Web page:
Bruce Ackerman

Bruce Ackerman is Sterling Professor of Law and Political Science at Yale. His latest book is The Decline and Fall of the American Republic.

At the Crossroads: Electoral Reform

Bruce Ackerman, 9 September 2010

Britain’s constitutional revolution is proceeding at such a pace that it is easy to lose sight of the meaning of it all. The reforms of the past generation – the delegation of quasi-sovereignty to Brussels, devolutions to assemblies in Northern Ireland and Wales and a parliament in Scotland, the passage of the Human Rights Act and the creation of the Supreme Court, the continuing...

The government’s White Paper on reform expresses uneasiness with the elitism of the present House of Lords, and proposes a democratic cure: some members of the new chamber, it suggests, should be selected at the polls. The promise of democratic legitimacy is a sham. To preserve the primacy of the Commons, the government’s proposals hobble the democratic standing of the elected members of the upper house. Once chosen by the voters, each will serve for about fifteen years, but they can’t run for a second term. This is a recipe for irresponsibility. The bar on re-election strips voters of their basic tool for democratic accountability: the politicians’ fear that their constituents will throw them out of office.

2005 was the year of the Iraq debacle, the Katrina fiasco, the DeLay scandal. The president’s challenge to Social Security was simply ignored by the Republican Congress. With the president sinking precipitously in the polls, the Supreme Court vacancies represented a challenge more than an opportunity. Could the president manage to maintain the support of 55 Republican senators when he was no longer a political asset in the upcoming elections in 2006 and beyond?

Jose Padilla is an American citizen who has never fought on a traditional battlefield. He converted to Islam when in prison and later travelled to Pakistan. On returning to O’Hare Airport in Chicago, he was seized as a terrorist . . . The stakes are enormous: if the president can throw Padilla into jail on his say-so, no citizen is safe. After spending more than two years in confinement, Padilla finally got his case to the Supreme Court. But a majority seized on a jurisdictional pretext that will require him to wait another year or two while his case takes another detour in the lower courts. It’s a dark day when a citizen must wait in prison for three or four years before the court will even consider whether the government must prove its case against him in a court of law.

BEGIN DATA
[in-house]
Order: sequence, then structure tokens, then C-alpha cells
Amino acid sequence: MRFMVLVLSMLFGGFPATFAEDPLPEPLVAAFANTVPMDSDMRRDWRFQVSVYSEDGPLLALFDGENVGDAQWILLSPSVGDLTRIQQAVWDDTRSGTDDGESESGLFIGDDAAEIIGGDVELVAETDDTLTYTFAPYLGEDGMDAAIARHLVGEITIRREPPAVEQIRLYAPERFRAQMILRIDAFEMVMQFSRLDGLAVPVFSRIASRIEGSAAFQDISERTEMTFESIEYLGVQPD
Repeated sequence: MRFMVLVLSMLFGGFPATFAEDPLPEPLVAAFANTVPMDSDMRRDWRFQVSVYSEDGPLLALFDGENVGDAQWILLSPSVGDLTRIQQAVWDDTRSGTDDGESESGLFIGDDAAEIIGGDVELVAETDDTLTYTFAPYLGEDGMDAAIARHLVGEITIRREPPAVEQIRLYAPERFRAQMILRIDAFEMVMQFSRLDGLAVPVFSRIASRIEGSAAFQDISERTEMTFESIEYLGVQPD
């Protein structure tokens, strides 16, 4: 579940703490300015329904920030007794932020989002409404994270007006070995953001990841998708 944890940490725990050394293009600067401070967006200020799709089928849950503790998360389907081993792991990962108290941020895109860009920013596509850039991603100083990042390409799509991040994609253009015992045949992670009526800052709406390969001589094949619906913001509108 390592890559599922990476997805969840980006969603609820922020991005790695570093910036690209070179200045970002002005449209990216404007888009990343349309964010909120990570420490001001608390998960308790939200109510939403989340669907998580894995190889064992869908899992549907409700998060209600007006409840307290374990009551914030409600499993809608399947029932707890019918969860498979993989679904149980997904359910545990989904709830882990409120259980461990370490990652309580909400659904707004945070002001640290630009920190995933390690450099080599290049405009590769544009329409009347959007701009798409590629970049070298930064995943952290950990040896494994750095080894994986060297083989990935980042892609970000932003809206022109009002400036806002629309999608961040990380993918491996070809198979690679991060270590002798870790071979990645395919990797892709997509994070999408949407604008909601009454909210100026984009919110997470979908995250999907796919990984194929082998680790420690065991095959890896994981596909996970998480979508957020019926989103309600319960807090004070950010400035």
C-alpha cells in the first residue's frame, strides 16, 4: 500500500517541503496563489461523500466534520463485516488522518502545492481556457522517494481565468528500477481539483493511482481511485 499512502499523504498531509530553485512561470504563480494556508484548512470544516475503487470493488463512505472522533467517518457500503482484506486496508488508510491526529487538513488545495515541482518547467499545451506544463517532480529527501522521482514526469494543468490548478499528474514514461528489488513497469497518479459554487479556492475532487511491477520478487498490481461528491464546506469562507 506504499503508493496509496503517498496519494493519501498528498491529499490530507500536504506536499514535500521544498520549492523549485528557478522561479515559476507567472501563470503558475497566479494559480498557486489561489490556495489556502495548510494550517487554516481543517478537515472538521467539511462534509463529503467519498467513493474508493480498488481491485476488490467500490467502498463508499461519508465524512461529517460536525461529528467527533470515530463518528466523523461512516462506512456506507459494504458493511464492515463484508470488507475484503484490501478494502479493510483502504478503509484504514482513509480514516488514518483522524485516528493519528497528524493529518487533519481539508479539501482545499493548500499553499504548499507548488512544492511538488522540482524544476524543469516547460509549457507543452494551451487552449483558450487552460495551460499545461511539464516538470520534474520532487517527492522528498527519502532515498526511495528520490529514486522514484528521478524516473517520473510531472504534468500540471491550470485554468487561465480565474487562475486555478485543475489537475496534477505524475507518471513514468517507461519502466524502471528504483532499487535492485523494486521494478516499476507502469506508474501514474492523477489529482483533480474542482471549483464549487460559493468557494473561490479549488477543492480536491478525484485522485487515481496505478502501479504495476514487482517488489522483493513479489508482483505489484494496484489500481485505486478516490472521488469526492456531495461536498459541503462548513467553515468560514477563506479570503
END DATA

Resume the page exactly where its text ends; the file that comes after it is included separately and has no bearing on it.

Don’t Panic: States of Emergency

Bruce Ackerman, 7 February 2002

Like it or not, terrorist attacks will be a recurring part of our future. The balance of technology has shifted, making it possible for a small band of zealots to wreak devastation where we least expect it – not a plane next time, but perhaps an atomic bomb in a suitcase or a biotoxin in the water supply. The attack of 11 September is the prototype of similar events that will litter the...

Framing​ a constitution for a country undergoing political upheaval is a messy and dangerous business, and it is by no means guaranteed to succeed. We think of South Africa in the early 1990s...

Read more reviews

Give me the man: The pursuit of Clinton

Stephen Holmes, 18 March 1999

How do millenarians explain themselves when the millennium skips by and the imperfect secular world fails to implode? This seemingly frivolous question is suddenly topical in Washington DC, not...

Read more reviews


Richard Tuck, 16 July 1981

The refutation of utilitarianism, and its replacement by some new and comprehensive alternative, has become one of the major Anglo-American growth industries. The problem of how to live with a...

Read more reviews

Read anywhere with the London Review of Books app, available now from the App Store for Apple devices, Google Play for Android devices and Amazon for your Kindle Fire.

Sign up to our newsletter

For highlights from the latest issue, our archive and the blog, as well as news, events and exclusive promotions.

Newsletter Preferences